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Prall v. Ellis

May 5, 2009

TORMU E. PRALL, PETITIONER,
v.
CHARLES ELLIS, WARDEN OF MCCC, RESPONDENT.



The opinion of the court was delivered by: Wolfson, District Judge

OPINION

This matter is before the court pursuant to a petition for a writ of habeas corpus under 28 U.S.C. § 2254, filed by petitioner Tormu E. Prall ("Prall"), on or about December 11, 2008. Petitioner submitted an incomplete application to proceed in forma pauperis, which does not include a certification from an authorized official at Mercer County Correction Center ("MCCC") regarding petitioner's account balance. See Local Civil Rule 81.2(b). However, for the reasons stated below, the petition will be dismissed without prejudice at this time for failure to exhaust state court remedies, and the action will be closed without assessing any fees or costs.

I. BACKGROUND

According to the allegations contained in the petition, Prall is a state prisoner, currently confined at the MCCC in Trenton, New Jersey, challenging a finding of guilt entered in absentia by the Superior Court of New Jersey, Law Division, Mercer County, in November 2007. Prall was found guilty of pirated audiovisual works and unstamped cigarettes. It is not clear from the petition whether a judgment of conviction has been entered, or whether Prall has been sentenced for this New Jersey state court conviction.

Prall admits that he has not filed a direct appeal from his conviction. He states that his trial counsel did not consult with any appellate counsel, nor did he attempt to file an appeal on Prall's behalf. Prall also contends that since he has not been sentenced, he cannot file an appeal.

Prall also provides a colorful explanation for his absence at trial, excuses for his admittedly "irrational and bizarre behavior," and how all of these factors raise doubt as to his competence to stand trial. He seems to use these arguments to support his failure to exhaust state court remedies. Specifically, he asserts a mistrust of the state court judges, prosecutors, and his own trial counsel, and claims prejudicial pretrial publicity.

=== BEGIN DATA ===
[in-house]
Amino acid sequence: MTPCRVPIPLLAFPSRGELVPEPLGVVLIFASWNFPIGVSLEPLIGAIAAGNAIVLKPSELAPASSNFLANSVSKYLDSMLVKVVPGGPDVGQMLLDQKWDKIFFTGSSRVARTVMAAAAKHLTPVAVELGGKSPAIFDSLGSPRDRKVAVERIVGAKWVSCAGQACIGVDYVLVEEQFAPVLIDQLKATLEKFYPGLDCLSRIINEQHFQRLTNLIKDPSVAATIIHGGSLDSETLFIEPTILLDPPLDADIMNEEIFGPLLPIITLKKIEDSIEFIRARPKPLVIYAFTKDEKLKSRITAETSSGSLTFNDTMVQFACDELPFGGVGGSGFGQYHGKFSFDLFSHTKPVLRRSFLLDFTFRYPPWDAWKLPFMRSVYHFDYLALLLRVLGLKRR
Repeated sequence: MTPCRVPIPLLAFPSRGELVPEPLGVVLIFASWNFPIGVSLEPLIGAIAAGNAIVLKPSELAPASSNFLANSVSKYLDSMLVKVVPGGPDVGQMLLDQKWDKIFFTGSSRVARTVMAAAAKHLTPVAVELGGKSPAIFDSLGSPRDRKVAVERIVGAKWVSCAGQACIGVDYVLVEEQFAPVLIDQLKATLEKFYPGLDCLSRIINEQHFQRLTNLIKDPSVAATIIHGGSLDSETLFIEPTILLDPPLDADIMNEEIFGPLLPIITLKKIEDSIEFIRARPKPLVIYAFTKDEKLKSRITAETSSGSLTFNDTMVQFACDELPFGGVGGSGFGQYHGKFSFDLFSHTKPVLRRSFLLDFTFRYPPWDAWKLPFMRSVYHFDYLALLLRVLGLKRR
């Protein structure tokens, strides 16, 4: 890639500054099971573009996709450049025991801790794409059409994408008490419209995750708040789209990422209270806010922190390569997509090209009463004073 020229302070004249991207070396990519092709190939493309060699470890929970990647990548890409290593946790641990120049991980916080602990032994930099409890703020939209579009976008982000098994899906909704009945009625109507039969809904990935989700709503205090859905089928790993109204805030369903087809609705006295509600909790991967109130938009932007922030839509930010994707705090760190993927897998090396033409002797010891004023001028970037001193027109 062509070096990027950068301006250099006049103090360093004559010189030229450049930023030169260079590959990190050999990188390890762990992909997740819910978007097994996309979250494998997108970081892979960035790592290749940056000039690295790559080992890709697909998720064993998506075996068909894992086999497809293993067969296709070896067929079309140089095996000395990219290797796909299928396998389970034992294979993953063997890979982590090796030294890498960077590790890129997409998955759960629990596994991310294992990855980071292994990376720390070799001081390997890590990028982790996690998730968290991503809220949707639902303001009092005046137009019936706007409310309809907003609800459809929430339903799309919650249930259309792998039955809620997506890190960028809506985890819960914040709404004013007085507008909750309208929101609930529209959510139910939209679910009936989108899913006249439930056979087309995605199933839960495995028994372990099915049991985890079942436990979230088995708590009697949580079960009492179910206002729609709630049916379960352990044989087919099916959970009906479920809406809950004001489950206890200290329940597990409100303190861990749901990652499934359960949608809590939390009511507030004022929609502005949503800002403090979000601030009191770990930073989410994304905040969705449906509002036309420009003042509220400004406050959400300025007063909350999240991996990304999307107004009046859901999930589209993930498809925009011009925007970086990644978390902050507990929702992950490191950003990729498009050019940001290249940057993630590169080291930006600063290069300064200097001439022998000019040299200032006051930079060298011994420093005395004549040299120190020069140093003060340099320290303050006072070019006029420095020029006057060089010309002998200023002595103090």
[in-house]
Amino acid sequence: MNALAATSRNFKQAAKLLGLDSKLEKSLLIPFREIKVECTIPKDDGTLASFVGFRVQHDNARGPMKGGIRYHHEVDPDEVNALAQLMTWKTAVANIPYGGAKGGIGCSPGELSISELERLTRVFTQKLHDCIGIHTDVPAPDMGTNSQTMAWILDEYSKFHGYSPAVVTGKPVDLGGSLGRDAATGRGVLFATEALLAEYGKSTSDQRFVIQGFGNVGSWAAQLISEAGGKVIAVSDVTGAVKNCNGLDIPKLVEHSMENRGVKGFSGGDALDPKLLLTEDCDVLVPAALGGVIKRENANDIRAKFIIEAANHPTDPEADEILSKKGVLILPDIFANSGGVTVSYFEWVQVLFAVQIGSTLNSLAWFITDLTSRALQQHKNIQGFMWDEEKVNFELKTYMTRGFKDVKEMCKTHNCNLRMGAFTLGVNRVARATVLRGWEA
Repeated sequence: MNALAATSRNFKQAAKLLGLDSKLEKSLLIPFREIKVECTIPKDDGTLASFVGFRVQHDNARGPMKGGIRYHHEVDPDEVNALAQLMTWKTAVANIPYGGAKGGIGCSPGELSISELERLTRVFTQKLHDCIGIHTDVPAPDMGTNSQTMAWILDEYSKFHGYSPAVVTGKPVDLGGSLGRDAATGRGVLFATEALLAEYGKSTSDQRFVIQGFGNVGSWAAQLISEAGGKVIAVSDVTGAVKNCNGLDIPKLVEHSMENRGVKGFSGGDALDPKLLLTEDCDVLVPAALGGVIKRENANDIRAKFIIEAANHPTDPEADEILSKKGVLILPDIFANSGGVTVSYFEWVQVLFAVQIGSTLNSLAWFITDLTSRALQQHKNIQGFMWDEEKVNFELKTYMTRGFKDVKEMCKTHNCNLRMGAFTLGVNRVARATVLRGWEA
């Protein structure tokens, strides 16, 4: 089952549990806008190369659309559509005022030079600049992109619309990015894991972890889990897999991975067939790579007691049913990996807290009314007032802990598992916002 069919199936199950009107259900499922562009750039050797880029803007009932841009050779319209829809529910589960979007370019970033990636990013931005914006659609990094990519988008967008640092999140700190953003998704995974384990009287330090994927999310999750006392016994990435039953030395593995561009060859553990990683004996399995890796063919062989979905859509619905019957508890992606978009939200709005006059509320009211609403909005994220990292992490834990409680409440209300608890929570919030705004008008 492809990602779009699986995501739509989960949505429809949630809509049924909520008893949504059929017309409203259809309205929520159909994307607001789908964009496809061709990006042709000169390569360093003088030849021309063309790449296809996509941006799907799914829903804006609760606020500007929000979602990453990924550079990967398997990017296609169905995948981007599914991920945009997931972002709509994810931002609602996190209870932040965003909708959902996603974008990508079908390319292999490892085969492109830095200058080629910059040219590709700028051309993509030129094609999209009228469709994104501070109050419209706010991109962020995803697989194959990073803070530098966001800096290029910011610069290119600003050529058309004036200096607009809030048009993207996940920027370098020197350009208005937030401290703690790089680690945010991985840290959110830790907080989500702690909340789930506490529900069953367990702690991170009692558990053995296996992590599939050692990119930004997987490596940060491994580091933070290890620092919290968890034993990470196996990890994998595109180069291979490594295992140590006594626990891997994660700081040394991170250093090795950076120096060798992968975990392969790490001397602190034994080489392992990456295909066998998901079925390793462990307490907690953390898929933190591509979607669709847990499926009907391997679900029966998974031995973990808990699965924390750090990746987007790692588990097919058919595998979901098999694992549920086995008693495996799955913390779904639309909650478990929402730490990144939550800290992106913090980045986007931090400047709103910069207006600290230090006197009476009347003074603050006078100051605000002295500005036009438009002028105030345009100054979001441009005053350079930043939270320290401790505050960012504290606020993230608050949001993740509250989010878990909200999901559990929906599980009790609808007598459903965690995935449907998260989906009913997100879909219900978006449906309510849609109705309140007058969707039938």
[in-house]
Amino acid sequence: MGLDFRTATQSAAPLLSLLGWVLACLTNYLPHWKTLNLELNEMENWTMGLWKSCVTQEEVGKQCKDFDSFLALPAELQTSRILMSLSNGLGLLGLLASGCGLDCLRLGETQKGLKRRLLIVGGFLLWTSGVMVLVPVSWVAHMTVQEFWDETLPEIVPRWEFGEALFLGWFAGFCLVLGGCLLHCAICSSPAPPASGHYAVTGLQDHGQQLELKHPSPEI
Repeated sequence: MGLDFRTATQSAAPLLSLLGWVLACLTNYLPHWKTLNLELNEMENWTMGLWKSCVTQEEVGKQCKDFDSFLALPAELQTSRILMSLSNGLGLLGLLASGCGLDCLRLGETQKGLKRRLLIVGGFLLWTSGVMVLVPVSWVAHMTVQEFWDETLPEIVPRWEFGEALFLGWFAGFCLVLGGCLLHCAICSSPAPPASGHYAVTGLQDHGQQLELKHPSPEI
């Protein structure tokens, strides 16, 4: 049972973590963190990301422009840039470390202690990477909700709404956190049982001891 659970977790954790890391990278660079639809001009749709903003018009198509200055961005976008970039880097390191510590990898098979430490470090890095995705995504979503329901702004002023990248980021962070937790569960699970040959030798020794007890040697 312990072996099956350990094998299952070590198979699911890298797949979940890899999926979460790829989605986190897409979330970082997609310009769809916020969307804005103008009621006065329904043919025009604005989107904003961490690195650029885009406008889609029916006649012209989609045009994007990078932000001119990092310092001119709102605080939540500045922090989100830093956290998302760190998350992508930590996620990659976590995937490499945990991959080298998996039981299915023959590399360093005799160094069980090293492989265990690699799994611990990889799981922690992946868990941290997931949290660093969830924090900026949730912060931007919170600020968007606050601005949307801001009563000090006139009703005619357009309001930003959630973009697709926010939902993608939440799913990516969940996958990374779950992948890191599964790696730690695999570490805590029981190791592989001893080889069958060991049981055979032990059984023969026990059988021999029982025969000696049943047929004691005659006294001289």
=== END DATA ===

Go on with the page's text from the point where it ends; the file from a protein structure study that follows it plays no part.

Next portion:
Consequently, Prall brings this habeas petition under 28 U.S.C. § 2254, challenging his state court conviction.

II. ANALYSIS

A. Pro Se Pleading

Prall brings his habeas petition as a pro se litigant. A pro se pleading is held to less stringent standards than more formal pleadings drafted by lawyers. Estelle v. Gamble, 429 U.S. 97, 106 (1976); Haines v. Kerner, 404 U.S. 519, 520 (1972). A pro se habeas petition and any supporting submissions must be construed liberally and with a measure of tolerance. See Royce v. Hahn, 151 F.3d 116, 118 (3d Cir. 1998); Lewis v. Attorney General, 878 F.2d 714, 721-22 (3d Cir. 1989); United States v. Brierley, 414 F.2d 552, 555 (3d Cir. 1969), cert. denied, 399 U.S. 912 (1970).

B. Exhaustion Analysis

A state prisoner applying for a writ of habeas corpus in federal court must first "exhaust[] the remedies available in the courts of the State," unless "there is an absence of available State corrective process[] or ... circumstances exist that render such process ineffective ... ."*fn1 28 U.S.C. § 2254(b)(1). See also Rose v. Lundy, 455 U.S. 509, 515 (1982); Lambert v. Blackwell, 134 F.3d 506, 513 (3d Cir. 1997), cert. denied, 532 U.S. 919 (2001) (finding that "Supreme Court precedent and the AEDPA mandate that prior to determining the merits of [a] petition, [a court] must consider whether [petitioner] is required to present [his or her] unexhausted claims to the [state's] courts").

The exhaustion requirement is intended to allow state courts the first opportunity to pass upon federal constitutional claims, in furtherance of the policies of comity and federalism. Granberry v. Greer, 481 U.S. 129 (1987); Rose, 455 U.S. at 516-18. Exhaustion also has the practical effect of permitting development of a complete factual record in state court, to aid the federal courts in their review. Rose, 455 U.S. at 519.

A petitioner must exhaust state remedies by presenting his federal constitutional claims to each level of the state courts empowered to hear those claims, either on direct appeal or in collateral post-conviction proceedings. See, e.g., O'Sullivan v. Boerckel, 526 U.S. 838 (1999) ("requiring state prisoners [in order to fully exhaust their claims] to file petitions for discretionary review when that review is part of the ordinary appellate review procedure in the State"); Ross v. Petsock, 868 F.2d 639 (3d Cir. 1989); 28 U.S.C. ยง 2254(c) ("An applicant shall not be deemed to have exhausted the remedies available in the courts of the State, within the meaning of this section, if he has the right under the law of the State to raise, by any available procedure, the question presented.") Once a ...


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